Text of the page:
Monday, December 9, 2019

A Reflection of Five Weeks of the Co-Operative Nursing Experience free essay sample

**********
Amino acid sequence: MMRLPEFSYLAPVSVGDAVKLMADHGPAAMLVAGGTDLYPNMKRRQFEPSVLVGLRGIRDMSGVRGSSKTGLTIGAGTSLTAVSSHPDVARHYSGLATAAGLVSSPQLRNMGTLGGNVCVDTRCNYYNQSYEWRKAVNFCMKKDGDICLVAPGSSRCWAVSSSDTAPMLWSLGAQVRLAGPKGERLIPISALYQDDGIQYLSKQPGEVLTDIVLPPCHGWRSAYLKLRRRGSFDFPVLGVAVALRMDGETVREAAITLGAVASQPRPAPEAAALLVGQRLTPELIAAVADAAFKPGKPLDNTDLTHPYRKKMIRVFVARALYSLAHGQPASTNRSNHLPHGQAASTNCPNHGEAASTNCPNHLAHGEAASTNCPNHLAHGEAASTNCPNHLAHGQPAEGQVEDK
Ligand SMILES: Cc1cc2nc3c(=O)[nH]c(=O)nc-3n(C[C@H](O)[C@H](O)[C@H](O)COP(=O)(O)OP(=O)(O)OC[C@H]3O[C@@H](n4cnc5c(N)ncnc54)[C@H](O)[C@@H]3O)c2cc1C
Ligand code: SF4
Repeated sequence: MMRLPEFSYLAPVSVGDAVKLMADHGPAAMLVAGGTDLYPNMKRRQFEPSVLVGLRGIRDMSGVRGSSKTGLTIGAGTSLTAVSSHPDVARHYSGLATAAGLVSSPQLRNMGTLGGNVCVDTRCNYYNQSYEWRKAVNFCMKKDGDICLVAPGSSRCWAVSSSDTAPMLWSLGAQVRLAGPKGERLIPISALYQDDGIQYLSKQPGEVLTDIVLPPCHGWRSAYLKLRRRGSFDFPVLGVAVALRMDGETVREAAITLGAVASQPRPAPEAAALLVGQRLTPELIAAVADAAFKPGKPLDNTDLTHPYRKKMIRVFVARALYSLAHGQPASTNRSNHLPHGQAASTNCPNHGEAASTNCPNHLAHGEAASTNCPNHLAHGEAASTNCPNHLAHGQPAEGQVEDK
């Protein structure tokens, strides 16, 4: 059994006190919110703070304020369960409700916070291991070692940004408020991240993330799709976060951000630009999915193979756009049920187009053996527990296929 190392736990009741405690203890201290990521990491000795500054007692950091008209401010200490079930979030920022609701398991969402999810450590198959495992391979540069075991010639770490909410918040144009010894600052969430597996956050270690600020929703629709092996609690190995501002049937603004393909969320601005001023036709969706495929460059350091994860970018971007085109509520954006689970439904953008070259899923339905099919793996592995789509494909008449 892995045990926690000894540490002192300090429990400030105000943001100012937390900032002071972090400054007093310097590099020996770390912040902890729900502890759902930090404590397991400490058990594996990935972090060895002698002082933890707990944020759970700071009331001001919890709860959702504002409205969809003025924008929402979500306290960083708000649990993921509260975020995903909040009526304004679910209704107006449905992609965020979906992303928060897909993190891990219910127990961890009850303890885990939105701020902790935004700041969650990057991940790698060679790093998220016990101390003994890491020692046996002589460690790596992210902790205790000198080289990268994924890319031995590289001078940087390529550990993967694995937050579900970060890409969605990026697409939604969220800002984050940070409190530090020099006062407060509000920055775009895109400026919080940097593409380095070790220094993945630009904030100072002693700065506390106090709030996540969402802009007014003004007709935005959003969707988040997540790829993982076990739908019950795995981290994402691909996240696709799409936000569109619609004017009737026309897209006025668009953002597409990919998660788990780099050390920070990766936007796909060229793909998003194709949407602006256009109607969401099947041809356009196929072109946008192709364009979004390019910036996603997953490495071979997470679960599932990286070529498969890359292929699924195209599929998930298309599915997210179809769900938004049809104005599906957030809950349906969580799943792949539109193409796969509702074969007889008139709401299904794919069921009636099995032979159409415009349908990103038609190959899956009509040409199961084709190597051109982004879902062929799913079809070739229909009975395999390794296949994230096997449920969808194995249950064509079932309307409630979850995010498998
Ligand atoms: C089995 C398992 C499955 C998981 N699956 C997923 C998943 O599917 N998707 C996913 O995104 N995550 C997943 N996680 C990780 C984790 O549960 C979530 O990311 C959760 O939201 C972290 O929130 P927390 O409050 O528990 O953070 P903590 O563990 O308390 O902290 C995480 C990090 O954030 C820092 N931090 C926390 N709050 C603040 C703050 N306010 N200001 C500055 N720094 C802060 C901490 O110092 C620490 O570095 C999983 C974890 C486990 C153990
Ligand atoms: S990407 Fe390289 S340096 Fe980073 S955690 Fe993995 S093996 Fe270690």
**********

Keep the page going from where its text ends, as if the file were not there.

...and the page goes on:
A Reflection of Five Weeks of the Co-operative Nursing Experience Rebecca Tutt, RN University of Texas at Arlington In partial fulfillment of the requirements of N3300 Specialized Topics in Nursing (Co-Op) Beth Mancini, RN, Ph. D. March 7, 2013 Online RN to BSN Introduction The co-operative nursing assignment has given me the opportunity to use my critical thinking, decision-making, leadership, and clinical nursing expertise learned throughout the RN-BSN program. The fostering of critical thinking as one of the terminal learning goals of nursing education based on the idea that critical thinking is important not only in the nursing workplace, but also in nursing education† (Shin, Jung, Shin amp; Kim, 2006, p. 233). My critical thinking skills have been enhanced throughout the program due to class assignments and the use of professional nursing journals. Critical thinking was used to set the three goals that will be reviewed in this paper, from data-gathering skills to decision- making skills. Leadership and communication skills are essential for my role as nursing supervisor in an ambulatory primary care clinic. The RN-BSN program leadership and management class has been valuable in my growth as a leader. Nurses in management roles â€Å"must be skilled communicators and relationship builders, have knowledge of the health care environment, exhibit leadership skills, display professionalism, and demonstrate core leadership competencies (Sullivan, 2012). I used these leadership skills while completing my team dynamics goal that will be reviewed in this paper. Throughout the last five weeks of the co-operative nursing experience, I have seen my skills, behaviors, and attitude change. Prior to starting the three projects for this class, I was still lacking confidence at times when coaching members of my nursing team. I became timid and listless, which became obvious since it was not my normal behavior. All three of these characteristics have improved while working on both the professionalism and team dynamics goals. In coaching a medical office assistant last week for not meeting the expectations of her job, I kept a professional attitude and remained confident. The medical office assistant corrected the issue immediately and has continued to meet the expectations of her job since the coaching session. Evidence Based Practice The evidence based practice goal that I set was to identify one patient education topic in my primary care clinic that needed improvement. I planned to monitor incoming patient telephone calls and survey the patients after visit summaries for two weeks to identify the topic. I was able to quickly identify my topic as patient education regarding an accurate medication list and understanding the completion of medication reconciliation at each office visit. In the outpatient setting, safe medication management presents a greater challenge† (Leonhardt, Bonin, amp; Pagel, 2007, p. 8). While speaking with patients on the phone, I found that we were not doing a good job of educating them about the importance of an accurate medication list. A significant number of patients were taking over- the-counter and herbal medicati on that could have interacted with some of their prescriptions, but they were not on the current medication list in the electronic medical record [EMR]. These conversations reinforced that additional patient education was needed. I collaborated with staff; researched patient education of medication list, and read peer reviewed nursing journal articles to compile an appropriate resource guide for the nursing staff to use as an educational tool with our patients. A key strategy recommended by national and international patient safety experts is to engage patients in the medication process through a collaborative relationship with their providers (Leonhardt, Bonin, amp; Pagel, 2007). I collaborated with the Clinical Staff Assistant [CSA] supervisor to start engaging the patients about the medication from check-in through their office visit. To do this, we implemented giving the patient a copy of the current medication list we had on file and asking the patient to review and make corrections to the list as needed. When patients are brought back for rooming, the nurse or medical office assistant will review the printed list with the patient prior to documenting in the EMR. During the office visit, we will review polypharmacy and are adding a document to our resources section of the EMR egarding polypharmacy and accurate medication list that will be given to all patients. I have always been aware of the importance of accurate medication list, but was not reviewing this often enough in our patients EMR. As a result of this project, I have made an audit tool for myself as nursing supervisor to complete every two weeks. I will check the EMR to make sure the medication list was reviewed accurately and I will check to make sure the patient education tool added to the resources is being given to all patients. Improvements in patient safety in the clinic setting require physicians, nurses, and administrators to commit to identifying structural and process changes that make it easier to provide consistently safer care† (Schauberger, amp; Larson, 2006, p. 421). Professionalism The professionalism goal that I set was to develop a preceptorship program for my clinic that would provide socialization, team support, and clearly defined expectations of professional behavior and performance for new nursing staff. To achieve this goal, my plan was to seek guidance from the American Academy of Ambulatory Care Nursing [AAACN] and the clinical nurse educator assigned to the clinic through the administration. I also used nursing journals for reference and research of nursing preceptorship programs. â€Å"The importance of nurse preceptors in helping to educate new nurses cannot be overemphasized as they mentor new nurses and help them to visualize the range of roles they will perform in a variety of clinical settings† (Paterniti, 2006). The preceptorship program was a large task to tackle. I started by meeting with LaBecca Doyle, RN, BSN, MA, clinical nurse educator. She was insightful and gave me tips on how to research preceptor programs. At that point, I started researching program styles and looked to see if any of the clinics in our building had a program that could be modified to fit my clinic. I then began looking at the current staff to see who had the right skill set to be a preceptor in the ambulatory setting. After selecting three nurses, one from each POD, I set up a meeting to collaborate on this project. I brought all of the articles and outlines regarding preceptor programs to the table. The collaboration with the nursing staff was contributory to achieving the goal of implementing a preceptorship program within our clinic. We all agreed on making a binder with an outline of the program, which would include the description of the preceptor’s role, position relations, role responsibilities, an orientation agreement between the preceptor and the orientee, an agreement between the preceptor and the nursing supervisor, and instructions to the preceptor. I began working diligently on the project and was able to complete the binder prior to a new nurse starting on May 7, 2013. As a result of pursing this goal, my leadership skills, collaboration skills, communications, and relationship skills have been enhanced. The support by the preceptor’s colleagues and the nurse-manager are imperative to meeting the organizations expectations to prepare the new nurse to function independently (Paterniti, 2006). Additional changes to my role after the implementation of this program will be to meet weekly, when we have new hires, with preceptors and new nursing staff. The preceptor will remain with the new nurse for four weeks, but â€Å"time, environment and expertise† (Modic amp; Schloesser, 2006) will also play a factor in the orientation time. A nurturing environment is essential for optimal growth† (Modic amp; Schloesser, 2006), so making sure each nurse is given to best scenario to success will be my job as the nursing supervisor. All of this will allow me to build important relationships with the staff as well as to review the program and see if changes are needed. Team Dynamics The team dynamics goal that I set was to identify the nursing role of team empowerment and the relationships between team members, team environment, and job satisfaction within POD 3 of my clinic. I planned to achieve this goal by observation, interaction, and a survey to empower the team members with clear and jointly developed goals. I wanted to make sure there was an appropriate mix of skills and expertise within the team, and reward team performance appropriately. In completing the observation phase of my goal, I was able to look at the POD 3 team, as I had not done before. I not only observed their nursing and medical office assistant skills, I also looked at their interaction with each other. During this time, I was able to see that communication was not always accurate. When providers came out of patients rooms and directed the wrong nurse to complete a task, they became frustrated because they had their own provider to support. This experience, even though trying, was still contributory to my end goal. To have a team that is truly working together, we had to have the physicians on board as well. My initial thought was to only look at nursing; I realized I needed to look at the physicians as well. I went back to my original goal and decided to add the physicians in the mix of team dynamics. I plan to collaborate with the nursing staff to see what they think will help resolve this problem. â€Å"When nurses are able to contribute to practice decision-making, including policy development and equipment selection, they are likely to have a stronger connection to their work setting, thus promoting retention† (Friese, amp; Himes-Ferris, 2013, p. 153). I have also planned a lunch for the end of May with all of the nursing and provider staff from POD 3 to collaborate on how we can communicate better as a team. In assessing job satisfaction of the nursing staff in POD 3, I made a survey to be completed anonymously and placed it in a sealed box. I read many nursing articles regarding job satisfaction and based the survey from those articles. The results were overwhelmingly positive with great comments about their peers and provider. One nurse stated, â€Å"This is the best team I have worked with in a long time and it makes me look forward to coming to work each day† (C. P, personal communication, May 3, 2013). Although the majority of the survey results were positive there did seem to be a problem with the location of nursing staff to providers. I looked at the seating assignments and feel like a few adjustments can be made. I also believe that this change may help with the problem of the provider seeking out the wrong nurse to assist him. As a result of pursuing this goal, I have enhanced my observations skills as well as my leadership skills. After the first observation of POD 3, I realized that I too walked around with blinders on. I was solely focused on if the nursing staff was completing the tasks they were assigned, and if they were using the EMR correctly. By stepping back and observing, I learned that this team is empowered by each other. Their skills sets are complimentary of each other allowing them to assist each other in various ways without having to seek out additional help from other POD’s. The lead nurse in this POD is interactive with all of the team members and appears to communicate effectively with everyone. I think pursing this goal has increased my knowledge as a team leader and I have built better relationships with all of the nursing team. Conclusion and Impact on Practice I found that reflective journaling of each day made me stop and look at how I was performing as a nursing leader. I gained insight and confidence from journaling because it let me see my accomplishments for each day and it allowed me to see that I was leading by example. It also showed my continued growth in professionalism, which was seen on many occasions while interacting with staff on all levels. At first, writing goals to achieve in a five week period made me nervous. I have continuously incorporated healthier time management skills using Covey’s Model, which I learned about in Professional Nursing Aamp;B. I have been successful at managing my time, but I had no idea where I would find time to complete the three goals. By using this model and other time management skills, I was able to complete the three goals and maintain my daily nursing supervisor tasks without a lot of extra stress. This increased my confidence as a nurse and a leader. I believe the experience gained from setting goals of evidenced based care, professionalism, and team dynamics has helped expand my organizational skills as well as my nursing knowledge. My philosophy of nursing has only been enhanced from all of the RN-BSN program classes. I believe the core of nursing is the actual care and caring for the patient. In my opinion, patient-centered care allows nurses to give the highest quality care. Patients want nurses who are engaging them to be involved in their own care as well as being caring, compassionate, trustworthy, and advocates for them. â€Å"The nurse strives to provide patients with opportunities to participate in planning care, assures that patients find the plan acceptable and supports the implementation of the plan† (American Nurses Association [ANA], n. d). While searching for my patient education topic for this paper, I found many of our clinic patients wanted to be more engaged in their care. They wanted to understand the importance of possible interactions of over- the-counter medications with prescription medications as well as why they should tell their healthcare team when they are adding and deleting medications from their daily regimen. Each step in the co-operative nursing experience as well as all of the other RN-BSN classes has influenced my nursing practice in a positive manner. My effective listening skills were enhanced while speaking with patients and members of my nursing team. I have gained a better foundation and understanding of evidenced-based practice through the research articles, which has reinforced my philosophy of quality care for the patient. I have become a better leader for my nursing team by being more knowledgeable of professionalism in nursing. I enhanced my knowledge of team building skill and activities through the successful completion of my team dynamics goal. Over the last five weeks, I have grown as a nurse and a person, which will allow me to continue to be an effective nursing supervisor as well as a competent individual contributor to nursing. References American Nurses Association. 2010). Code of ethics for nurses with interpretive statements. Retrieved from http://nursingworld. org/MainMenuCategories/EthicsStandards/ CodeofEthicsforNurses/Code-of-Ethics. pdf Friese, PhD, RN, AOCN, FAAN, C. R. , amp; Himes-Ferris, MPH, L. (2013). Nursing practice environments and job outcomes in ambulatory oncology settings. THE JOURNAL OF NURSING ADMINISTRATION,  43(3), 149-154. Retrieved from http://deepblue. lib. umich. edu/bitstream/handle/2027. 42/96543/Nursing practice environments and job outcomes in ambulatory oncology settings. pdf? sequence=1 Leonhardt, MD, MPH, K. , Bonin, RHIA, CPHQ, D. , amp; Pagel, RN, BSN, P. 2007). How to create an accurate medication list in the outpatient setting through a patient-centered approach. Retrieved from http://patientsafety. org/file_depot/0-10000000/20000-30000/24986/folder/65244/medtoolkit. pdf Modic, M. B. , amp; Schloesser, M. (2006). Preceptorship. journal for nurses in Staff Development,  22(1), 39-40. Paterniti, T. (2006). The successful nurse preceptor. Pulse,May, 25-29. Retrieved from http://www. hypnosisdfw. com/PULSE0506. pdf Schauberger, M. D. , M. S. , C. W. , amp; Larson, R. N. , M. S. , P. (2006). Implementing patient safety practices in small ambulatory care settings. Joint Commission Journal